ScottyMacEsq :

In small claims court, your limit would be $10,000 that you could seek.

ScottyMacEsq :

Hope that clears things up a bit. If you have any other questions, please let me know. If not, and you have not yet, please rate my answer AND press the "submit" button, if applicable. Please note that I don't get any credit for my answer unless and until you rate it a 3, 4, 5 (good or better). Thank you, XXXXX XXXXX luck to you!

Customer:

Thank you for your response. No probate court case is pending nor was ever was filed. Can I just directly sue her SF small claims court for mismanagement, fraud, breach of fiduciary duties?

ScottyMacEsq :

Yes.

ScottyMacEsq :

Since there is no court order saying she's the executor, this could be in the jurisdiction of small claims, if the amount claimed against her is under $10,000.

ScottyMacEsq :

Hope that clears things up a bit. If you have any other questions, please let me know. If not, and you have not yet, please rate my answer AND press the "submit" button, if applicable. Please note that I don't get any credit for my answer unless and until you rate it a 3, 4, 5 (good or better). Thank you, XXXXX XXXXX luck to you!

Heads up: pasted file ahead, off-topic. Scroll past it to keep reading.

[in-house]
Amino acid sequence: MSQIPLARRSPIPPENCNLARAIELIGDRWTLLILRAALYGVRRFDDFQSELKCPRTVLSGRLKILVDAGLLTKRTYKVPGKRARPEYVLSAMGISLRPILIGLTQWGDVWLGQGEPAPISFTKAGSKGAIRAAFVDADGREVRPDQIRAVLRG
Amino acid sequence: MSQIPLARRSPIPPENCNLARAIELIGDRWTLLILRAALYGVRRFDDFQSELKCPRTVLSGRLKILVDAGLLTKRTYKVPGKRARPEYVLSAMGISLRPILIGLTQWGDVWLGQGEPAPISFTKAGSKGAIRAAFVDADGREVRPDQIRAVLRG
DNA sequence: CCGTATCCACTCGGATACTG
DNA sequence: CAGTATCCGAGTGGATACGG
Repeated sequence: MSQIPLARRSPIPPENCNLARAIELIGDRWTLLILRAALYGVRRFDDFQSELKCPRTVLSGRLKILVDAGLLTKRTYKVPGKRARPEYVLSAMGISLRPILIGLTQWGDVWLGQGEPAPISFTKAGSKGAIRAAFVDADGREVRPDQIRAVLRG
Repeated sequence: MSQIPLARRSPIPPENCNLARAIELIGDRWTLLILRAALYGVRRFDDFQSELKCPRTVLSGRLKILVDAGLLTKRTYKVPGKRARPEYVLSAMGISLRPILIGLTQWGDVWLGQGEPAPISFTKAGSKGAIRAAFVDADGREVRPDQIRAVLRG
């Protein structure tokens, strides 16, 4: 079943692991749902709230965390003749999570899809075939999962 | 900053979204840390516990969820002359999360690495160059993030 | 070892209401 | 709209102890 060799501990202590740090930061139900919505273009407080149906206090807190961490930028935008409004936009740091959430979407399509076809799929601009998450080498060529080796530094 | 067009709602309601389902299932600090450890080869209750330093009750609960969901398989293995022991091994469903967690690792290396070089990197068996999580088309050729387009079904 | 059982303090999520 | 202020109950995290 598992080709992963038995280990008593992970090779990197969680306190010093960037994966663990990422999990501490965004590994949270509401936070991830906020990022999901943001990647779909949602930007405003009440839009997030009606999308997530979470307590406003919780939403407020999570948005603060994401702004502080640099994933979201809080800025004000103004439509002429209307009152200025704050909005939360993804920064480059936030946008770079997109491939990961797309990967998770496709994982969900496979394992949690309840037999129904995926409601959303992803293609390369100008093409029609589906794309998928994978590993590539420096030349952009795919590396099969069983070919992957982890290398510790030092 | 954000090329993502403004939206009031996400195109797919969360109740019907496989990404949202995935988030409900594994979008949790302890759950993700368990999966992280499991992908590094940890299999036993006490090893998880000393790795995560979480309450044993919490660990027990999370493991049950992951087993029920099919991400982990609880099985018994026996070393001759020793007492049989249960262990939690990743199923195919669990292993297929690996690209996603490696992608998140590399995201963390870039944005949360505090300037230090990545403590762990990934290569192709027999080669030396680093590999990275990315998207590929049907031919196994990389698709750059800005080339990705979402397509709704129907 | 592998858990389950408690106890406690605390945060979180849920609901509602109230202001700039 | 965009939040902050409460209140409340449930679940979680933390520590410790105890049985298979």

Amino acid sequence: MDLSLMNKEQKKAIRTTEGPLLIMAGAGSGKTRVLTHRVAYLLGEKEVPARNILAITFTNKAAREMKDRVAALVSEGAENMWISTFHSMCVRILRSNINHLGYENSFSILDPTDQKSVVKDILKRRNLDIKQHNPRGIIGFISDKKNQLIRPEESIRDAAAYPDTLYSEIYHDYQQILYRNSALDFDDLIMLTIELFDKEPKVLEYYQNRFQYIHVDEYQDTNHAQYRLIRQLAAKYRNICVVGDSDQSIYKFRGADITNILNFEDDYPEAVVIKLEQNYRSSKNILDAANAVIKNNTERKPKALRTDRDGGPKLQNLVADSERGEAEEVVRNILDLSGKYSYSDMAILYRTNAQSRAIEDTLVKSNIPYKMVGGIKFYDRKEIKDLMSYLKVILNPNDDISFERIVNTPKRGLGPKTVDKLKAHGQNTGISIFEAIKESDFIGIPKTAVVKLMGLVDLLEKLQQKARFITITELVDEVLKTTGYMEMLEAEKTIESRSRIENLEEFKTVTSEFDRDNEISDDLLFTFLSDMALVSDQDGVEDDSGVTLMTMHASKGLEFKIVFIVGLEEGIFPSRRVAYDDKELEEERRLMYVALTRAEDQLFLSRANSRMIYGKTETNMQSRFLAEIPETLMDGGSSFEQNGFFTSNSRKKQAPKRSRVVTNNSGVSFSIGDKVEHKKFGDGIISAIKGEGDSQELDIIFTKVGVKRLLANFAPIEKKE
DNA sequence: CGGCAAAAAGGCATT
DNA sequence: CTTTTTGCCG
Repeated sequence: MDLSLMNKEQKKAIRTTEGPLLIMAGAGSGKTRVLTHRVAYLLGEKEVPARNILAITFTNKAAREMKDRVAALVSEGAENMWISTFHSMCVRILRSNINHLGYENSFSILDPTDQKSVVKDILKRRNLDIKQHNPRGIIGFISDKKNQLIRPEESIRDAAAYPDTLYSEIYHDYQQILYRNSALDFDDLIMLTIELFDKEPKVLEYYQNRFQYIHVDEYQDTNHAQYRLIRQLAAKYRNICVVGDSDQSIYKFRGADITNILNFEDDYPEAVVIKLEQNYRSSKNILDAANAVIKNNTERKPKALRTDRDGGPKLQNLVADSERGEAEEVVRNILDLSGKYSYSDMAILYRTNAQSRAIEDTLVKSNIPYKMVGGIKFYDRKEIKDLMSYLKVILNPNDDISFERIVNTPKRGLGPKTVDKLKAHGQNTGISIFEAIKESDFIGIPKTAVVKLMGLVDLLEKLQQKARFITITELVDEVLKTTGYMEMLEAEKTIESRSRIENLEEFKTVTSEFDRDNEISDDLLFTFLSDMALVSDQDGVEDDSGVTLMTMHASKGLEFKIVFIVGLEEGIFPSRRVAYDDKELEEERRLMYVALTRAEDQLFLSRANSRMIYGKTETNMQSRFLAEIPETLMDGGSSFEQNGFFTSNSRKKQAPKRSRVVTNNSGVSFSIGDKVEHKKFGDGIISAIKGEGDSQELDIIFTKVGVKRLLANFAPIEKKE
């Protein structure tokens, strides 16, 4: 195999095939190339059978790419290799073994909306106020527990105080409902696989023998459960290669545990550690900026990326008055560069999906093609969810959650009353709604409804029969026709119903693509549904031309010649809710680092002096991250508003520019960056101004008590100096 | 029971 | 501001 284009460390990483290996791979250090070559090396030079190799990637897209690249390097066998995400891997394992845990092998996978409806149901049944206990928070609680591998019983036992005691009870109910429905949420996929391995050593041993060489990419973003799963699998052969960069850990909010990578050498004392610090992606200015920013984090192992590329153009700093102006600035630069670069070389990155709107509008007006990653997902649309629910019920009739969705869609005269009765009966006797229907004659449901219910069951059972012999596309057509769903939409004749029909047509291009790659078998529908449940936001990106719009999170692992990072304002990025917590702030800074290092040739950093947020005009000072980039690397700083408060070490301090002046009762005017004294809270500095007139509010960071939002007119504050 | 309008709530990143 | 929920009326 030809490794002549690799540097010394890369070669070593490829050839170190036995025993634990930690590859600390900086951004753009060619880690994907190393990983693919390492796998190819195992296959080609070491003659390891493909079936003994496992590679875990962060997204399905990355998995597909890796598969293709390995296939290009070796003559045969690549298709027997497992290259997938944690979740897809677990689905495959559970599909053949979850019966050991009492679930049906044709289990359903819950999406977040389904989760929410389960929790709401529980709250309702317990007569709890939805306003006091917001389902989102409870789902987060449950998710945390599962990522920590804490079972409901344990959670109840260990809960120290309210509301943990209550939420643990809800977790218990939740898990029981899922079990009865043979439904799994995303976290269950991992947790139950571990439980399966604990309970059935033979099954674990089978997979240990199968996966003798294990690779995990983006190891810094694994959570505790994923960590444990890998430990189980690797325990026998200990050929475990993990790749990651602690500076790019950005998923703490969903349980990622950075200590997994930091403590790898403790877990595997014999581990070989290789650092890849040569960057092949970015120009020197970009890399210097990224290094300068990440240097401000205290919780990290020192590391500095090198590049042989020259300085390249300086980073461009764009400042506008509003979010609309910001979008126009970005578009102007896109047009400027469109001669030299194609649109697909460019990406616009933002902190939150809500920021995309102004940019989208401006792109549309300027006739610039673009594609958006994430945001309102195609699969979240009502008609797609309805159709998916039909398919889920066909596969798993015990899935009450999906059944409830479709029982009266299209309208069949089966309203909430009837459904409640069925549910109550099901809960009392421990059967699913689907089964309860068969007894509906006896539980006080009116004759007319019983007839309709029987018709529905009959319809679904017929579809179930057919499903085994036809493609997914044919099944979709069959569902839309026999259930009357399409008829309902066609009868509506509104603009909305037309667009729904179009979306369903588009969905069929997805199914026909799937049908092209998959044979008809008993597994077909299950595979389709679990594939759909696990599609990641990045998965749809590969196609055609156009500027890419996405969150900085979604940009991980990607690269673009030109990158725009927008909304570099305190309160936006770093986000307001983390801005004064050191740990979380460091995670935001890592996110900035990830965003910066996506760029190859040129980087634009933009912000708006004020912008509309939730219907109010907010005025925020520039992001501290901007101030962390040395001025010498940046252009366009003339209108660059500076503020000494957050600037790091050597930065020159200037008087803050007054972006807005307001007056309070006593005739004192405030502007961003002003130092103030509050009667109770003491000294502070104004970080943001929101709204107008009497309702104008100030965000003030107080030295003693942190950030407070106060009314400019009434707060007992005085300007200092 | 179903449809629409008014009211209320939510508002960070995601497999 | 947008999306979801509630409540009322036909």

ScottyMacEsq :

Did you have any other questions before you rate this answer?

Customer:

Lastly, do I ask the SF Small Claims court permission for "publication" as I file the case? Or do I file the permission for publication separately filed for a judge to grant me

ScottyMacEsq :

Typically they'll have the forms when you file the case. You're going to have to swear that you don't know the actual address of the individual, and that you've attempted to find her.

ScottyMacEsq :

You can give the last known address, and ask the judge later on for substitute service of process.

ScottyMacEsq :